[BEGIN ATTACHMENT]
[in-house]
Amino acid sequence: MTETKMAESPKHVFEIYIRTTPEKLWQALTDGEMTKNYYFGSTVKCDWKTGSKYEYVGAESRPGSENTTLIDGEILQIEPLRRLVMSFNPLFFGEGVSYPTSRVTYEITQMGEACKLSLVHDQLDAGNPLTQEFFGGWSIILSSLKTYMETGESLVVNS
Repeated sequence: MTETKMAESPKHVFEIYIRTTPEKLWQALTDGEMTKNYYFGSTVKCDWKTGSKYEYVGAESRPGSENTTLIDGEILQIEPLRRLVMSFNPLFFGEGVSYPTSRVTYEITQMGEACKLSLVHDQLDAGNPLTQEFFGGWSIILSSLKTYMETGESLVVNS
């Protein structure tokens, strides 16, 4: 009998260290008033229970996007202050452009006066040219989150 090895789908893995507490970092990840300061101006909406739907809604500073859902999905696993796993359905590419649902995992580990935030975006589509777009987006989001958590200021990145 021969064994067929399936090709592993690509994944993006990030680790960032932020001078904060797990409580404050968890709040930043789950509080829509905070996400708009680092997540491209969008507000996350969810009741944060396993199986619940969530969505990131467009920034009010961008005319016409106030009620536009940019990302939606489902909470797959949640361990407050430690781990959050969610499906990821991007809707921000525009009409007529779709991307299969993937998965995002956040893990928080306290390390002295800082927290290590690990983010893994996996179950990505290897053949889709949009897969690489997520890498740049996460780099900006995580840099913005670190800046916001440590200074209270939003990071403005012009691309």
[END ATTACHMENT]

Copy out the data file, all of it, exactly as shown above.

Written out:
[in-house]
Amino acid sequence: MTETKMAESPKHVFEIYIRTTPEKLWQALTDGEMTKNYYFGSTVKCDWKTGSKYEYVGAESRPGSENTTLIDGEILQIEPLRRLVMSFNPLFFGEGVSYPTSRVTYEITQMGEACKLSLVHDQLDAGNPLTQEFFGGWSIILSSLKTYMETGESLVVNS
Repeated sequence: MTETKMAESPKHVFEIYIRTTPEKLWQALTDGEMTKNYYFGSTVKCDWKTGSKYEYVGAESRPGSENTTLIDGEILQIEPLRRLVMSFNPLFFGEGVSYPTSRVTYEITQMGEACKLSLVHDQLDAGNPLTQEFFGGWSIILSSLKTYMETGESLVVNS
């Protein structure tokens, strides 16, 4: 009998260290008033229970996007202050452009006066040219989150 090895789908893995507490970092990840300061101006909406739907809604500073859902999905696993796993359905590419649902995992580990935030975006589509777009987006989001958590200021990145 021969064994067929399936090709592993690509994944993006990030680790960032932020001078904060797990409580404050968890709040930043789950509080829509905070996400708009680092997540491209969008507000996350969810009741944060396993199986619940969530969505990131467009920034009010961008005319016409106030009620536009940019990302939606489902909470797959949640361990407050430690781990959050969610499906990821991007809707921000525009009409007529779709991307299969993937998965995002956040893990928080306290390390002295800082927290290590690990983010893994996996179950990505290897053949889709949009897969690489997520890498740049996460780099900006995580840099913005670190800046916001440590200074209270939003990071403005012009691309």